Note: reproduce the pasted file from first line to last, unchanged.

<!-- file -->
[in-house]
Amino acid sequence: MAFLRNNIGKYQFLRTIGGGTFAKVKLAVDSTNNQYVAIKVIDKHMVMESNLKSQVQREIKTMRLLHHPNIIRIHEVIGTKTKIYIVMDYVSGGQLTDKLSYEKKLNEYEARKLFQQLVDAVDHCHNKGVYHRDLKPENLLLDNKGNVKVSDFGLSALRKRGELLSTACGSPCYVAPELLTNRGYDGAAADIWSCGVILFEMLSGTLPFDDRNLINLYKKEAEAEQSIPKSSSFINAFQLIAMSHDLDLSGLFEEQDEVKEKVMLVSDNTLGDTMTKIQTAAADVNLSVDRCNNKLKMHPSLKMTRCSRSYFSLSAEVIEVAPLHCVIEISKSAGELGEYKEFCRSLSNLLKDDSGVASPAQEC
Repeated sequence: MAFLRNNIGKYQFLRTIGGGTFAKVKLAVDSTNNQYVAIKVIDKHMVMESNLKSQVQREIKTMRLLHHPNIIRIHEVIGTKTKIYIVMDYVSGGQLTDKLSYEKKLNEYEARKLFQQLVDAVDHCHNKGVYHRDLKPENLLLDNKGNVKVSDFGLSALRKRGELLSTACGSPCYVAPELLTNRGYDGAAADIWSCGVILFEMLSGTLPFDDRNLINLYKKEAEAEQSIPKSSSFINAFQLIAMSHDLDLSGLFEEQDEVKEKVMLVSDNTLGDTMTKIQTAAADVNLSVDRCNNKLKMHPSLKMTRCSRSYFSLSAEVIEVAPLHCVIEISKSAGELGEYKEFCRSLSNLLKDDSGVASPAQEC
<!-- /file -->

[in-house]
Amino acid sequence: MAFLRNNIGKYQFLRTIGGGTFAKVKLAVDSTNNQYVAIKVIDKHMVMESNLKSQVQREIKTMRLLHHPNIIRIHEVIGTKTKIYIVMDYVSGGQLTDKLSYEKKLNEYEARKLFQQLVDAVDHCHNKGVYHRDLKPENLLLDNKGNVKVSDFGLSALRKRGELLSTACGSPCYVAPELLTNRGYDGAAADIWSCGVILFEMLSGTLPFDDRNLINLYKKEAEAEQSIPKSSSFINAFQLIAMSHDLDLSGLFEEQDEVKEKVMLVSDNTLGDTMTKIQTAAADVNLSVDRCNNKLKMHPSLKMTRCSRSYFSLSAEVIEVAPLHCVIEISKSAGELGEYKEFCRSLSNLLKDDSGVASPAQEC
Repeated sequence: MAFLRNNIGKYQFLRTIGGGTFAKVKLAVDSTNNQYVAIKVIDKHMVMESNLKSQVQREIKTMRLLHHPNIIRIHEVIGTKTKIYIVMDYVSGGQLTDKLSYEKKLNEYEARKLFQQLVDAVDHCHNKGVYHRDLKPENLLLDNKGNVKVSDFGLSALRKRGELLSTACGSPCYVAPELLTNRGYDGAAADIWSCGVILFEMLSGTLPFDDRNLINLYKKEAEAEQSIPKSSSFINAFQLIAMSHDLDLSGLFEEQDEVKEKVMLVSDNTLGDTMTKIQTAAADVNLSVDRCNNKLKMHPSLKMTRCSRSYFSLSAEVIEVAPLHCVIEISKSAGELGEYKEFCRSLSNLLKDDSGVASPAQEC